Depression, anxiety and suicide take centre stage at Victoria High next week, as the school’s leadership class hosts three days of mental health awareness workshops for students.
Entitled Your Mind Matters: Let’s Talk about Mental Health, the events are intended to de-stigmatize the concerning number of young people impacted by mental health issues, says Leslie Albers, Vic High leadership teacher.
“I’ve seen such a growth in anxiety among students in my years of teaching and it can be quite debilitating for kids,” Albers says. “Students want to know when it’s not just worrying, and they want to be able to help their friends.”
Statistics Canada numbers show youth aged 15 to 24 are more likely to suffer from depression, mood disorders, anxiety, panic disorders, mania, agoraphobia and substance abuse than the general population.
Other issues leading to high anxiety are the pressures getting into post-secondary studies and the unemployment rate for young people, which is nearly 14 per cent across the country.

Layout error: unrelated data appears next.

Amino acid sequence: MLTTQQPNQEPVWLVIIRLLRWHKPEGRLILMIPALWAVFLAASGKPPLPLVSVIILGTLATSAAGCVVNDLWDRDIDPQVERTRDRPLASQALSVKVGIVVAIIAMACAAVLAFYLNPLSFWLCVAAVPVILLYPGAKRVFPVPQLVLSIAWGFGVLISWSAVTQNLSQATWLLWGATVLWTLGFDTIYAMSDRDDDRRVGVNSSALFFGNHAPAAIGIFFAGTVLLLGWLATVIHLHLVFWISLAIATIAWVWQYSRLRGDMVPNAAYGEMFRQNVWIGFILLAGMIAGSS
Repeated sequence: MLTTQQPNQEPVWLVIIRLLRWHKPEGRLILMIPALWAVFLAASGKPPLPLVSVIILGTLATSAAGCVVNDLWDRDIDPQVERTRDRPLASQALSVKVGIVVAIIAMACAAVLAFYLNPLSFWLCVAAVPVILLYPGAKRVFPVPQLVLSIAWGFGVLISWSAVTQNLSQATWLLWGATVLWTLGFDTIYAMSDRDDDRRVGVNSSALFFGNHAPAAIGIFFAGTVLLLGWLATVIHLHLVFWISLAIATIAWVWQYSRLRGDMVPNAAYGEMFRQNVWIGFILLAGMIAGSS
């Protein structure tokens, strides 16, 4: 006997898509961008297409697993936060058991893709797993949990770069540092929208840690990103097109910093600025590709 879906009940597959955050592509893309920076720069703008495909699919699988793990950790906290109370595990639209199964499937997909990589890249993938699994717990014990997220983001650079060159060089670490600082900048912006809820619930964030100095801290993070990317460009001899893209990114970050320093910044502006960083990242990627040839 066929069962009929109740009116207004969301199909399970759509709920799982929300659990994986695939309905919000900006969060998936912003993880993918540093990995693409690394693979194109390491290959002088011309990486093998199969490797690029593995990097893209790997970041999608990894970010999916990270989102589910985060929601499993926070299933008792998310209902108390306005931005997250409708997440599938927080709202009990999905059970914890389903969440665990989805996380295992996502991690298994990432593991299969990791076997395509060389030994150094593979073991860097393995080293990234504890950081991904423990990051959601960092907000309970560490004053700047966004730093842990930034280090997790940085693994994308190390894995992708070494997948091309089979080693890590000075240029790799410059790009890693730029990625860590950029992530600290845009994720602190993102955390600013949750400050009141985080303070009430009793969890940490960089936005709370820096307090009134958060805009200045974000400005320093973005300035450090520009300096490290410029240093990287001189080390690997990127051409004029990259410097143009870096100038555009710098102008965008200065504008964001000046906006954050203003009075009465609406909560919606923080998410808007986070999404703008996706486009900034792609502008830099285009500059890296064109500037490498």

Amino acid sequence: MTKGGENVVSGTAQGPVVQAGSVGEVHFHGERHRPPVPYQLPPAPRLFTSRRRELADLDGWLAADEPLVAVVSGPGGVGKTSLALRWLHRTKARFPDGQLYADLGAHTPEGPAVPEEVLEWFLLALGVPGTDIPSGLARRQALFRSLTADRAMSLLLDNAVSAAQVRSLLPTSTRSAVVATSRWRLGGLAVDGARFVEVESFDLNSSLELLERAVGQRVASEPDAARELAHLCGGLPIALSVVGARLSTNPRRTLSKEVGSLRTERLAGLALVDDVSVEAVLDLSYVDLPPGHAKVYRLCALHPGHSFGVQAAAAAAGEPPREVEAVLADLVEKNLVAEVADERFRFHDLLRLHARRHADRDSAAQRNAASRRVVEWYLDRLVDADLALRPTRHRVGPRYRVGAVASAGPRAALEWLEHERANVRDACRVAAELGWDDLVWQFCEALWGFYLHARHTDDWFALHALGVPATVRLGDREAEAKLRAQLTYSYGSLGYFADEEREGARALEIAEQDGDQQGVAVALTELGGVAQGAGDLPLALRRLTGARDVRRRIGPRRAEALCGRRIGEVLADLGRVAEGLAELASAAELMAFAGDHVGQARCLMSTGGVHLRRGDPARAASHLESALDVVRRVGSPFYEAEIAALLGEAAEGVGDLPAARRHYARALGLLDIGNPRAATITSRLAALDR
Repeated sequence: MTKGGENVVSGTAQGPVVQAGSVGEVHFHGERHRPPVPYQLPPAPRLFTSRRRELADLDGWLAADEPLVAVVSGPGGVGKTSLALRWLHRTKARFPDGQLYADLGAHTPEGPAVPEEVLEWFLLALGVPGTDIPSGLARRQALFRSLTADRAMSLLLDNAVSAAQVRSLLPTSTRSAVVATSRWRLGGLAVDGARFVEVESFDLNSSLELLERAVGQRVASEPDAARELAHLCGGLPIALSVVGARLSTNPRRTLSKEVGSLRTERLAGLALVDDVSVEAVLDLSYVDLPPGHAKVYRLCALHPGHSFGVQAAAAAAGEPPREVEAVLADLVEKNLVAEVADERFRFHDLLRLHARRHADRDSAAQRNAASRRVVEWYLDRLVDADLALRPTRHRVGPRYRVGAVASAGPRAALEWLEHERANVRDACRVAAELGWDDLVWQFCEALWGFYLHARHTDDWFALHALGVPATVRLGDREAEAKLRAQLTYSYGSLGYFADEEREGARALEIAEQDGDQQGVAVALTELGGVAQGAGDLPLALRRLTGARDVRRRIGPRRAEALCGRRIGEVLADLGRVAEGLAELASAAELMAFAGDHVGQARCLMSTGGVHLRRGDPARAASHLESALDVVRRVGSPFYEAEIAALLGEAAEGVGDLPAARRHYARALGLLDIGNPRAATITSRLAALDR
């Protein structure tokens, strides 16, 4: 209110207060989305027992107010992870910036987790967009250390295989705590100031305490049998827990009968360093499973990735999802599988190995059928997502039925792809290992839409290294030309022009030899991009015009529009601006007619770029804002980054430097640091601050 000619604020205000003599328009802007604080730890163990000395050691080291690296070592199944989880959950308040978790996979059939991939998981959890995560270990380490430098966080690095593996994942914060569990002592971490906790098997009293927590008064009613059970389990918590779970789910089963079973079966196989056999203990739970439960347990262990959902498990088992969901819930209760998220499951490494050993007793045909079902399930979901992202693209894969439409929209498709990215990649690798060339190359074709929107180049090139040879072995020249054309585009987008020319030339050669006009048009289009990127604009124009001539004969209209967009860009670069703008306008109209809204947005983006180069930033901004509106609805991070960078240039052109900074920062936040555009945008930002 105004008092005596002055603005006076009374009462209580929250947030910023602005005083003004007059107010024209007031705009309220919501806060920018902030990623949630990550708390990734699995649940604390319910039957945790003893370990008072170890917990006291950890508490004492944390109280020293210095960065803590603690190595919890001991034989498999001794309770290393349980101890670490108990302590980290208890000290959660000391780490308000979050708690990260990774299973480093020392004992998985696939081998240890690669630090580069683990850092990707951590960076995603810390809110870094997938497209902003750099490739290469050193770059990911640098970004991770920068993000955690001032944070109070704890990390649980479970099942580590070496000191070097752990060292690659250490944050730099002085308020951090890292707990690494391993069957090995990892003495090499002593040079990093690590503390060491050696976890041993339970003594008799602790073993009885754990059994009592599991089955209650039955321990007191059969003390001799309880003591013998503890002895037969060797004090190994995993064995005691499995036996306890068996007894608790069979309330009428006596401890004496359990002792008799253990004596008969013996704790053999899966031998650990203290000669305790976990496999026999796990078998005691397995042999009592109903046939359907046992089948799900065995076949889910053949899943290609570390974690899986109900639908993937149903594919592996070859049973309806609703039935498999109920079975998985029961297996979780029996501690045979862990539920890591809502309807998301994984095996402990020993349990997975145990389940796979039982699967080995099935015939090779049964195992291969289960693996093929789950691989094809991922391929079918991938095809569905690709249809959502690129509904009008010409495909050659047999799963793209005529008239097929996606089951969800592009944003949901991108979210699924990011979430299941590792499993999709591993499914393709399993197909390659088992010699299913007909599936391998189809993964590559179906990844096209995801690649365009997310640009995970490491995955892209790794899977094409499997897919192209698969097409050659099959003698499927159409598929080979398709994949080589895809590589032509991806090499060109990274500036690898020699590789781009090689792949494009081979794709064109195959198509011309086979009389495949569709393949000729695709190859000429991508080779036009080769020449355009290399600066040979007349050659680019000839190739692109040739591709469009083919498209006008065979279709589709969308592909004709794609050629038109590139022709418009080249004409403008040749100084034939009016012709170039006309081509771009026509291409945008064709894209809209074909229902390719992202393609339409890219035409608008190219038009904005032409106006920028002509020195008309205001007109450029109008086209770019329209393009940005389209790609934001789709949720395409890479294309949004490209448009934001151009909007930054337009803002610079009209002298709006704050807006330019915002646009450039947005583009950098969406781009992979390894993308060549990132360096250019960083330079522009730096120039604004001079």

The idea for a seminar-style event on mental health came from a core group of Grade 11 students who felt their knowledge on depression, anxiety disorders and other mental illnesses was lacking.
“We’re just hoping that this event will open the discussion and provide students with information and coping strategies,” Albers says.
Kicking off the series April 29, keynote speaker Brent Seal will share his journey from suicide attempt and mental illness to the ultra-marathoner and motivational speaker he is today. Seal graduated in 2010 from Simon Fraser University as valedictorian and spends his time as an ambassador for addressing mental health.
The following day, leadership students host 12 workshops and presentations about specific mental disorders and illnesses including eating disorder, bipolar disorder, depression and anxiety. Trained school counsellors will participate in each workshop.
On May 1, leadership students host a lunchtime event promoting strategies that contribute to mental wellness that includes free food, exercise demonstrations, activities and games.
“This seems to be a fairly unique event for a high school, although I don’t think our high school is unique in student mental health challenges, it’s just our society,” Albers said.
“But the response has been very positive from speakers and we hope it’s the same for students.”